3

Can't understand Kanji, so please use furigana in answers :)

Context: I'm using Rosetta stone, so there's just pictures. The picture accompanying the first sentence is a girl sleeping on a beach, the picture for the second sentence is just some random guy in mid-stride, walking on top of a mountain.

おんなのこは かいがんで ねています

おとこのひとは やまを あるいています

I'm confused about the use of で in one and the use of を in the other. As I understand it, で implies wandering around inside some fixed borders, whereas を indicates going through a location.

Would I be right in thinking the first sentence uses で to imply the girl is sleeping on the beach/within the borders of the beach, and を implies the man is walking through the mountains, not within them?

1

~を together with an motional intransitive verb means "through ~" as you correctly figured out.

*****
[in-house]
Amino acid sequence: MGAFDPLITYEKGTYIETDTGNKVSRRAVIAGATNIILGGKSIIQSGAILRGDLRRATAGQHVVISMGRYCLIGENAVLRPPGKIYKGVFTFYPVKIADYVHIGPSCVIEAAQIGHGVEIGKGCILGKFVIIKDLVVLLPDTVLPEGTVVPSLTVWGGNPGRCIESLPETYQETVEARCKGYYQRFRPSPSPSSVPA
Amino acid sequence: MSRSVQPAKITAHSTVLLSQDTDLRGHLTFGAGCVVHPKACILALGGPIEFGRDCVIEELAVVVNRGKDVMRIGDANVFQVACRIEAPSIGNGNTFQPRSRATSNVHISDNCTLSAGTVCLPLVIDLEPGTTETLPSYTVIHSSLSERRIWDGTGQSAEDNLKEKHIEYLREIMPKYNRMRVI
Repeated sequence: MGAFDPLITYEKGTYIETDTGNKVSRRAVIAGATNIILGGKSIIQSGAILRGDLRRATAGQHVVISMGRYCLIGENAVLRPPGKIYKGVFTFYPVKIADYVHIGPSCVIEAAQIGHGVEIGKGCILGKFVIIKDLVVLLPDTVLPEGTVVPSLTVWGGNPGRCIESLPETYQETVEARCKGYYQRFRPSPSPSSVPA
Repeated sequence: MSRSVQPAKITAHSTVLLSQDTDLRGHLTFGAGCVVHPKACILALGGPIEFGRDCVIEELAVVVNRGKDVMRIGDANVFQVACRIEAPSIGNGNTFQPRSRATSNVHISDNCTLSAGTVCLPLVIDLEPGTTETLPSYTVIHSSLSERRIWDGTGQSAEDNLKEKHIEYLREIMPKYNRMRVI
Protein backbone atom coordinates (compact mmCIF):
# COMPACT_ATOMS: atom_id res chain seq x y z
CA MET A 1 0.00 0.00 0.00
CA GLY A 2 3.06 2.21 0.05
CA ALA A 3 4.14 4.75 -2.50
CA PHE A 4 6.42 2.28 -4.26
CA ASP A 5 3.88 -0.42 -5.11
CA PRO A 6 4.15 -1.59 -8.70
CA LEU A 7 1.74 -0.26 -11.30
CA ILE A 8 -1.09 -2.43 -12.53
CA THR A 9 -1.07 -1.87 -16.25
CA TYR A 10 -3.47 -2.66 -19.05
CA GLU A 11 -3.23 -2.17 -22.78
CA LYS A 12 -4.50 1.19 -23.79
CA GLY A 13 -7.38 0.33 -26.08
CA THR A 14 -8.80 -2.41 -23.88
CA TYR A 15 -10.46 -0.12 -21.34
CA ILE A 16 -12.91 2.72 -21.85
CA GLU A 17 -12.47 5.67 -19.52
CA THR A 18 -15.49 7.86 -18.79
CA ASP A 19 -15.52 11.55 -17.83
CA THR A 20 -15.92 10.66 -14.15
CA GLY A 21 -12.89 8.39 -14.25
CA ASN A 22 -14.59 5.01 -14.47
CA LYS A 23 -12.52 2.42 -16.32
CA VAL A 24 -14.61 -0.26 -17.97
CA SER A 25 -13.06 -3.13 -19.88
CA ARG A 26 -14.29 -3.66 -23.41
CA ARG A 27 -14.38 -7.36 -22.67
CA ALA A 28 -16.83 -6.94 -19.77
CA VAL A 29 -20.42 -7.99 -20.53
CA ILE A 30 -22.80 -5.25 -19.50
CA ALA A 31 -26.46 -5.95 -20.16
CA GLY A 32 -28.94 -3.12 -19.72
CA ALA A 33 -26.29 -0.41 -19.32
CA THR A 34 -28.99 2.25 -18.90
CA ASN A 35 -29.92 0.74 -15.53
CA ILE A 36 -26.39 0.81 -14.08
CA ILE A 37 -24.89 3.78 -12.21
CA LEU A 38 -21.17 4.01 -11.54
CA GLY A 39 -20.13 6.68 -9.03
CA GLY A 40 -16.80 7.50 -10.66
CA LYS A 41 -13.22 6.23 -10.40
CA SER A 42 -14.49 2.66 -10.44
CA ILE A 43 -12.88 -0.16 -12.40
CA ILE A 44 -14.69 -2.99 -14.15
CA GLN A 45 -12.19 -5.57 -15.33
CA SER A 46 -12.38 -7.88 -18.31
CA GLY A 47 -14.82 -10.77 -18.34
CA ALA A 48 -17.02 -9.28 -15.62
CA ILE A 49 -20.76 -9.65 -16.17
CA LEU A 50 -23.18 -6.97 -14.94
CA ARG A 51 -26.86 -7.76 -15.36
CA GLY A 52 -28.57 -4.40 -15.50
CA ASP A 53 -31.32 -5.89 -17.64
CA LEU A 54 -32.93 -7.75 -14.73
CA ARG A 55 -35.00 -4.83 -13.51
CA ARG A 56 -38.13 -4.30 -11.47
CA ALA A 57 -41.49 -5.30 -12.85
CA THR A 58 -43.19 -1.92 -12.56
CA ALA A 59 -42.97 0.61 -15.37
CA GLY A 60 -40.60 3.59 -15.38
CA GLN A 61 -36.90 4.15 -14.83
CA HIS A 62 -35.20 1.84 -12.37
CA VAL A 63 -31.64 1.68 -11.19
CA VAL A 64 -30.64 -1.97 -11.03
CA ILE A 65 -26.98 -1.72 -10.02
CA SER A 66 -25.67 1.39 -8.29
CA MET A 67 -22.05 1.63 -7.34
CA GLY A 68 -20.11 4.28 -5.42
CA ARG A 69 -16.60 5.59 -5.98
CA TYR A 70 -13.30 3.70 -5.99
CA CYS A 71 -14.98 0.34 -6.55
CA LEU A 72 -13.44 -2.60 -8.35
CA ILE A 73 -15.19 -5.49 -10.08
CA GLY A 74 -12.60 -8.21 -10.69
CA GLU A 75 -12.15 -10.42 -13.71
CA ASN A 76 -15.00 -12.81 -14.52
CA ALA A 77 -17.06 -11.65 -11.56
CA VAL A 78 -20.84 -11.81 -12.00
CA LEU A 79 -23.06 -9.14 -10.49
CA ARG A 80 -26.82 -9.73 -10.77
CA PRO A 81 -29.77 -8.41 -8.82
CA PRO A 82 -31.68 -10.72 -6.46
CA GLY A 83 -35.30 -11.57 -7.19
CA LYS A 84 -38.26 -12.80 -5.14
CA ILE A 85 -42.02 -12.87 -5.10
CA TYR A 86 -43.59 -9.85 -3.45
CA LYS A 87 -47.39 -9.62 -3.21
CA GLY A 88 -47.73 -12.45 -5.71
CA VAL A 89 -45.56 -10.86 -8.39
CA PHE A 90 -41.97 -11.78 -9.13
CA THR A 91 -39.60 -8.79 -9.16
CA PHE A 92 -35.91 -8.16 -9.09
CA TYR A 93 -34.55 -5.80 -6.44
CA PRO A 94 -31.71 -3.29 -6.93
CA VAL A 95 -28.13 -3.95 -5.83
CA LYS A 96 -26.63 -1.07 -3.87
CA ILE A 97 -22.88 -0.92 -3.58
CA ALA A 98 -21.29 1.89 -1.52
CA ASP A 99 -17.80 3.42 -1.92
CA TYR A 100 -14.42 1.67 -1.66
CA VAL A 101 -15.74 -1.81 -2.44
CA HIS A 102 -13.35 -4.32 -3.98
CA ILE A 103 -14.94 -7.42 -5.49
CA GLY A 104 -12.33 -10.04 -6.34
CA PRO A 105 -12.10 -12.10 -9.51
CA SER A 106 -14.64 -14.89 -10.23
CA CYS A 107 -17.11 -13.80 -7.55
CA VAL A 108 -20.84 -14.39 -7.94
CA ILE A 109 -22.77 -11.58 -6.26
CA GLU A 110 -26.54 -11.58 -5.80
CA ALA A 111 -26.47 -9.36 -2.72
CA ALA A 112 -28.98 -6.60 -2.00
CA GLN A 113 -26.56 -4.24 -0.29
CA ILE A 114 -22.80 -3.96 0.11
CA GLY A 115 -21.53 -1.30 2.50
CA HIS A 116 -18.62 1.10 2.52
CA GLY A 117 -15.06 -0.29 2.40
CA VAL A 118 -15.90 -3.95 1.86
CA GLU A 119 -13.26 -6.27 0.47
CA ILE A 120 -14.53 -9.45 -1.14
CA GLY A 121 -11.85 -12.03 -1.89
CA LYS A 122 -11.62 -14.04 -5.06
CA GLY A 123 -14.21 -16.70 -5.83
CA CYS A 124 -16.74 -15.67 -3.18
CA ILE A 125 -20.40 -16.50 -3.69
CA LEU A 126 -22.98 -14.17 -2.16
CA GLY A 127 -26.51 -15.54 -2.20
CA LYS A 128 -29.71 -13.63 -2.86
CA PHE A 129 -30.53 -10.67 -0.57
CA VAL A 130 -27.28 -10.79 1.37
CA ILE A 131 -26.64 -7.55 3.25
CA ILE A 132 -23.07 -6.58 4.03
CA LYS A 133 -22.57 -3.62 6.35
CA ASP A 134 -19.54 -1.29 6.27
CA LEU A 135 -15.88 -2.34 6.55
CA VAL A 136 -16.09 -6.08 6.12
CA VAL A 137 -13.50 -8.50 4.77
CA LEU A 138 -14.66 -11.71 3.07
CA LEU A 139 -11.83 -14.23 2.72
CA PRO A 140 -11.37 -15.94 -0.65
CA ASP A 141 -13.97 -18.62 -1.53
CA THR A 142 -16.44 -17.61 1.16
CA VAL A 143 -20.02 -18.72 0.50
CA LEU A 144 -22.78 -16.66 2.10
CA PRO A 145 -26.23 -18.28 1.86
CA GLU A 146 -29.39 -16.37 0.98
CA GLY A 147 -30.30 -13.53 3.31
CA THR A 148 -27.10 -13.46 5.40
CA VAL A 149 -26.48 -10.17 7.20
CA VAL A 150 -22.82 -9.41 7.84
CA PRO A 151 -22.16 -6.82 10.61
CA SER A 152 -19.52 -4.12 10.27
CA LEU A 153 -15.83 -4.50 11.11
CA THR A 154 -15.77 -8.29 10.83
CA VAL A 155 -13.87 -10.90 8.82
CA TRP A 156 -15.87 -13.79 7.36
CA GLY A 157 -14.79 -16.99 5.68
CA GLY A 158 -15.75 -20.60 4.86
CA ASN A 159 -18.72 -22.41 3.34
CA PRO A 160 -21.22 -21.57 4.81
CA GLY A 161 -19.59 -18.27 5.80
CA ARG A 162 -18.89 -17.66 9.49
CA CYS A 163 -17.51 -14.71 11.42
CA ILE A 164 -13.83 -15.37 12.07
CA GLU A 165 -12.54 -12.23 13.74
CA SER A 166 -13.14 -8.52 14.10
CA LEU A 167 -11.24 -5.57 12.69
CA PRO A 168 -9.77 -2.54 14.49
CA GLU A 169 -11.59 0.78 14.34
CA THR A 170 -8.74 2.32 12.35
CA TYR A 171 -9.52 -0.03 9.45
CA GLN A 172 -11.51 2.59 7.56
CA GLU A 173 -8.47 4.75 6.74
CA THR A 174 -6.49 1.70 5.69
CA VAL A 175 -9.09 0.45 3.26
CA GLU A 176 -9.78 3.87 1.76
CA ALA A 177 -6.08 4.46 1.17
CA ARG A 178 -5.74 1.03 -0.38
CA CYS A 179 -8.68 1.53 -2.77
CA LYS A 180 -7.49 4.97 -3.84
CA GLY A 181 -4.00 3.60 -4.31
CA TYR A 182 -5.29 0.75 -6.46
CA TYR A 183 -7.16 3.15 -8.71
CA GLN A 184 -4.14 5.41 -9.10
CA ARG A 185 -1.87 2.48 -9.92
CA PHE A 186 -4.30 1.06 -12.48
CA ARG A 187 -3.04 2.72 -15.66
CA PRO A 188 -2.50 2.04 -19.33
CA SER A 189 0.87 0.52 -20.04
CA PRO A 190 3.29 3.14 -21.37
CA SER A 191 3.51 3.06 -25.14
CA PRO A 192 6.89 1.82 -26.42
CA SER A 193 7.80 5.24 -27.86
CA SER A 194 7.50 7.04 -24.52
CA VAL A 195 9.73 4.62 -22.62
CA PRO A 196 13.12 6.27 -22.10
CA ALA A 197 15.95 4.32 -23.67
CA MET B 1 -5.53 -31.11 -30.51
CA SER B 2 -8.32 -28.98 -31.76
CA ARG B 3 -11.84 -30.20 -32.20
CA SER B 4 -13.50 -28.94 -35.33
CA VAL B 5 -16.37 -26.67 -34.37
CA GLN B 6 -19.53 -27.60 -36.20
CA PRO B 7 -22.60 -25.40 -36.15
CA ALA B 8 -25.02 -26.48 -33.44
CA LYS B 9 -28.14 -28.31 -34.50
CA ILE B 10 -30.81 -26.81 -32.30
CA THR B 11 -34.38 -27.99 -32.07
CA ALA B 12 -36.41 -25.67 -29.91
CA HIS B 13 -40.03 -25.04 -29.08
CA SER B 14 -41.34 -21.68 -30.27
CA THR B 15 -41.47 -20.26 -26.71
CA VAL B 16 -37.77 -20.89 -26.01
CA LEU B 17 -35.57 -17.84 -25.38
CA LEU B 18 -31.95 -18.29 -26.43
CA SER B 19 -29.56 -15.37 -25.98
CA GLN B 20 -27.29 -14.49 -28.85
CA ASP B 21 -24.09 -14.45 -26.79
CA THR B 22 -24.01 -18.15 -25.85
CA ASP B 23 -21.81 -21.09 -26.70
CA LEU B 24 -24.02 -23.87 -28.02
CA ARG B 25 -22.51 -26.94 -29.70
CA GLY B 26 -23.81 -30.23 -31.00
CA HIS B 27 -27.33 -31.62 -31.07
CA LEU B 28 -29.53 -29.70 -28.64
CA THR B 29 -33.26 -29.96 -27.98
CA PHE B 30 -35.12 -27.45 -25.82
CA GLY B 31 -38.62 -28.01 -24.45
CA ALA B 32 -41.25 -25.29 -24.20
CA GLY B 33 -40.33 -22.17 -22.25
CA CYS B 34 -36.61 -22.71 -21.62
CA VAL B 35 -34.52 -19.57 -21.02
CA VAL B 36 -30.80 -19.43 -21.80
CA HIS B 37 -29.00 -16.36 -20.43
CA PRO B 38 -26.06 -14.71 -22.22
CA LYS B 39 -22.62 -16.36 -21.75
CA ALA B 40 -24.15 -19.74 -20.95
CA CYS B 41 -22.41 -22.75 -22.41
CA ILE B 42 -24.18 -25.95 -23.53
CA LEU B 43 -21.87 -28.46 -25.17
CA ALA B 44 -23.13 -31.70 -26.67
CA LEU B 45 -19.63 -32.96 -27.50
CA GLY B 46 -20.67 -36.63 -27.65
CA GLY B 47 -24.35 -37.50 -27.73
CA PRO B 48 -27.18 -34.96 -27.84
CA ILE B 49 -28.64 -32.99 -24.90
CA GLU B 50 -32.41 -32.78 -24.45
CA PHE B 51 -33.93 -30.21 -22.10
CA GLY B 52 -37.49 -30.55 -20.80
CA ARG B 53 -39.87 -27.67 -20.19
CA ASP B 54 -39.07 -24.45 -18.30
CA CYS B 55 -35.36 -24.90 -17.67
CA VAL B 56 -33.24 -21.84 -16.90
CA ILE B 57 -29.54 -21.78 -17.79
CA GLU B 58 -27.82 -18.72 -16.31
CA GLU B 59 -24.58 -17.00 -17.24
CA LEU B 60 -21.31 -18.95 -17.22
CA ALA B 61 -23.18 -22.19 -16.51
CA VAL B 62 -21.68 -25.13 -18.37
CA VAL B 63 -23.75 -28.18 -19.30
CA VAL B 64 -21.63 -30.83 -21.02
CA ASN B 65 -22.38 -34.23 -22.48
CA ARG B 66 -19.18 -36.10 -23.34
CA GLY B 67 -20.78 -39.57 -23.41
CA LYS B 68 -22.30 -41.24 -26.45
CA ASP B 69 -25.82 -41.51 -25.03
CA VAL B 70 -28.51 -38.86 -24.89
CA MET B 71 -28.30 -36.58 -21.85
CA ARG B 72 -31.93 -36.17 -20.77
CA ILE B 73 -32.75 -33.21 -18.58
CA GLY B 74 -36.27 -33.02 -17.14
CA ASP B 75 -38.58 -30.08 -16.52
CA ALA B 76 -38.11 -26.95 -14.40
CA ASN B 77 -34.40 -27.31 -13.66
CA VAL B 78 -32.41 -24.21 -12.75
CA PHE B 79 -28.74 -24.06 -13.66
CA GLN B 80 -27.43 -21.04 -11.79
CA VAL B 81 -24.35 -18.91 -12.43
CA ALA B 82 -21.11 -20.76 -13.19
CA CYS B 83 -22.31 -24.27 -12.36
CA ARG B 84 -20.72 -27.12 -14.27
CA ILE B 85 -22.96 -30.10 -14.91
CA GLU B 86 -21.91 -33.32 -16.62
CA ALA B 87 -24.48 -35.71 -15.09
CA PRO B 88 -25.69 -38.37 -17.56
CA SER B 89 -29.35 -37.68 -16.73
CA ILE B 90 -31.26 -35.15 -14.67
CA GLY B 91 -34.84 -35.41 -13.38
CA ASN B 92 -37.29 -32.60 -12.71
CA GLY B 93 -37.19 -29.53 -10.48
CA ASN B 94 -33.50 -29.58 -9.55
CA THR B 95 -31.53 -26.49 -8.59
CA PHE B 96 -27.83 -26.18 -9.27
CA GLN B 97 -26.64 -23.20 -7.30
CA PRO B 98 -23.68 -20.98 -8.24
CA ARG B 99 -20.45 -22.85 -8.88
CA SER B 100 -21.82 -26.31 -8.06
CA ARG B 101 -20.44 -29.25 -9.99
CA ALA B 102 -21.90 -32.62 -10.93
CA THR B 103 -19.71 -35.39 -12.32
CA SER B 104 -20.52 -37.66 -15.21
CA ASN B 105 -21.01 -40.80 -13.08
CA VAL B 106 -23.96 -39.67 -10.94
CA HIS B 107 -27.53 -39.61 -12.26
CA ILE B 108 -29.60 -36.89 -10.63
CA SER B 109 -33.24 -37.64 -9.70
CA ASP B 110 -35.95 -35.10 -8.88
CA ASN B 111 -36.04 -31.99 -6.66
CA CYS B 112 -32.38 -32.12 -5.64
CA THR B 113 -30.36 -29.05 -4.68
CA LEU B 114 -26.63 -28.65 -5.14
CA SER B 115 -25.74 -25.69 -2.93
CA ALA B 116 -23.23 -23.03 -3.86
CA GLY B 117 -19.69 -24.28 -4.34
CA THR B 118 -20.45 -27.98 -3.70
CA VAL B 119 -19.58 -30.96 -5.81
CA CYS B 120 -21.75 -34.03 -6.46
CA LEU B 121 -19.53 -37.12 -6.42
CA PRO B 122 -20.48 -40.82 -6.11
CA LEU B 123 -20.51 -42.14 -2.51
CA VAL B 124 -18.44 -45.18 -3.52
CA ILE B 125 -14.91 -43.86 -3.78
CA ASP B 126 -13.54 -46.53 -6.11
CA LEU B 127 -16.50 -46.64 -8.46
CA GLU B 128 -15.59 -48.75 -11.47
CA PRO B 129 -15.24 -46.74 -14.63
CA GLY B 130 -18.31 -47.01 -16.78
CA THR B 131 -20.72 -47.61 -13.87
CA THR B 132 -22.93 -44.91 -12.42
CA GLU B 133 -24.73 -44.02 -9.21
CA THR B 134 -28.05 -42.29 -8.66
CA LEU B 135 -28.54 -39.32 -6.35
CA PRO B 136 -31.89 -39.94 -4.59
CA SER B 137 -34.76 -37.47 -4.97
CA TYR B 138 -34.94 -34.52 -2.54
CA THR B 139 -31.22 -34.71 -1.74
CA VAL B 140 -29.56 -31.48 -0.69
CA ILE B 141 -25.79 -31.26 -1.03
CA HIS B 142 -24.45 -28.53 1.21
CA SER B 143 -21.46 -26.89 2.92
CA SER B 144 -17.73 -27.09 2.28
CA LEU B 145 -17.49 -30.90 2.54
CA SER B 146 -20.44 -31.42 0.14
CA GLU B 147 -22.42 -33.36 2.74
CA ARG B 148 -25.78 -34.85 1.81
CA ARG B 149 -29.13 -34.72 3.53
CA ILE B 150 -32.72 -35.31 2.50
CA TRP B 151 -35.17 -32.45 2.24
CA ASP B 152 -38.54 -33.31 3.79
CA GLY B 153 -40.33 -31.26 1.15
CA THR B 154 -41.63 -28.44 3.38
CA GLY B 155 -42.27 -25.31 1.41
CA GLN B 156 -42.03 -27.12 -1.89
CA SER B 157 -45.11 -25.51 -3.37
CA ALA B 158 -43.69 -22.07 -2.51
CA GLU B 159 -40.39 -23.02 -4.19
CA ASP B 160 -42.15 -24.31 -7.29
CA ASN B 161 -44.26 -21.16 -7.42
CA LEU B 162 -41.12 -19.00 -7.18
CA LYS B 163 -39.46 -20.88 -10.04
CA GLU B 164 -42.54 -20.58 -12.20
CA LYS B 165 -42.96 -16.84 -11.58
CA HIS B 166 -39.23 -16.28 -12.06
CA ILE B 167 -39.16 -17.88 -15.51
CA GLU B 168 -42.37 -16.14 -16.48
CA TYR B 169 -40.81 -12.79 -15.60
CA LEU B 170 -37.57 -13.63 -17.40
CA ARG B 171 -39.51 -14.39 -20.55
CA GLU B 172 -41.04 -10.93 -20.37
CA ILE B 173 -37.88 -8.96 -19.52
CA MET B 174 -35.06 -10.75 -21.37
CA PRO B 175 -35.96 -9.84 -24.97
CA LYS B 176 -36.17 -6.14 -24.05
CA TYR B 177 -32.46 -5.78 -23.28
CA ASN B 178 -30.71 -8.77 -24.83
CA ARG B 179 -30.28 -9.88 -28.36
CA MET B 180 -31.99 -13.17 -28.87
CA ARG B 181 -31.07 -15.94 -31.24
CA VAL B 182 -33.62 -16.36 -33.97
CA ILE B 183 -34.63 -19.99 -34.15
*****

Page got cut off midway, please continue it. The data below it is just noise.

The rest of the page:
~に before an motional verb defines the destination of the movement.

These two uses can't be applied on 寝{ね}る (*) though, because sleeping obviously doesn't contain any motion. I prefer to think of the ~で particle as a "context marker". In which context are you sleeping? In the locational context of the beach. Or another example: かぜで [学校]{がっこう}を[休]{やす}んだ。 In the context of/because of a cold, I didn't go to school.

(*) As snailboat pointed out, 寝る does not only have the meaning "to sleep", but "to lie down" as well. Of course this is a motion and can be put together with ~に, for example: かいがんに寝る means "to lie down on the beach".

Your Answer

By clicking “Post Your Answer”, you agree to our terms of service, privacy policy and cookie policy

Not the answer you're looking for? Browse other questions tagged or ask your own question.